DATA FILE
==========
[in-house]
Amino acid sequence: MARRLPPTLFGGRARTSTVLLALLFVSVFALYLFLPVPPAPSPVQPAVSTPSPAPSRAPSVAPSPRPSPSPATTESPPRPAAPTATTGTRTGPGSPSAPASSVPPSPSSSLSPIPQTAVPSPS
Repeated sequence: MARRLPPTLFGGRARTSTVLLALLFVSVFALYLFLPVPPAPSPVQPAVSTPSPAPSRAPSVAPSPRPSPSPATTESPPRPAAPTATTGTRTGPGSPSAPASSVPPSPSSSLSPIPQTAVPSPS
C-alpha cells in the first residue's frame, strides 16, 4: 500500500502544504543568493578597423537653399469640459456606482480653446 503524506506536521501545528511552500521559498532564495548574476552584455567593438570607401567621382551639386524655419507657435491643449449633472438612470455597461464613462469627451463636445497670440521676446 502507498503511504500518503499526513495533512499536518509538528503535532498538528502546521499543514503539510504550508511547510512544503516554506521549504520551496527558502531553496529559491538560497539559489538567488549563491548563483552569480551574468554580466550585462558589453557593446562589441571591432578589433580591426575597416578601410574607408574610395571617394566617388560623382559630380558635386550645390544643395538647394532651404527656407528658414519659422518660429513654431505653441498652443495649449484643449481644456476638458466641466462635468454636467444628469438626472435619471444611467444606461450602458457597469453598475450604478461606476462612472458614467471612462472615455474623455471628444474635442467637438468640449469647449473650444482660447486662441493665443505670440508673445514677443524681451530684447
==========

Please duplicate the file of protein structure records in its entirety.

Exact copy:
[in-house]
Amino acid sequence: MARRLPPTLFGGRARTSTVLLALLFVSVFALYLFLPVPPAPSPVQPAVSTPSPAPSRAPSVAPSPRPSPSPATTESPPRPAAPTATTGTRTGPGSPSAPASSVPPSPSSSLSPIPQTAVPSPS
Repeated sequence: MARRLPPTLFGGRARTSTVLLALLFVSVFALYLFLPVPPAPSPVQPAVSTPSPAPSRAPSVAPSPRPSPSPATTESPPRPAAPTATTGTRTGPGSPSAPASSVPPSPSSSLSPIPQTAVPSPS
C-alpha cells in the first residue's frame, strides 16, 4: 500500500502544504543568493578597423537653399469640459456606482480653446 503524506506536521501545528511552500521559498532564495548574476552584455567593438570607401567621382551639386524655419507657435491643449449633472438612470455597461464613462469627451463636445497670440521676446 502507498503511504500518503499526513495533512499536518509538528503535532498538528502546521499543514503539510504550508511547510512544503516554506521549504520551496527558502531553496529559491538560497539559489538567488549563491548563483552569480551574468554580466550585462558589453557593446562589441571591432578589433580591426575597416578601410574607408574610395571617394566617388560623382559630380558635386550645390544643395538647394532651404527656407528658414519659422518660429513654431505653441498652443495649449484643449481644456476638458466641466462635468454636467444628469438626472435619471444611467444606461450602458457597469453598475450604478461606476462612472458614467471612462472615455474623455471628444474635442467637438468640449469647449473650444482660447486662441493665443505670440508673445514677443524681451530684447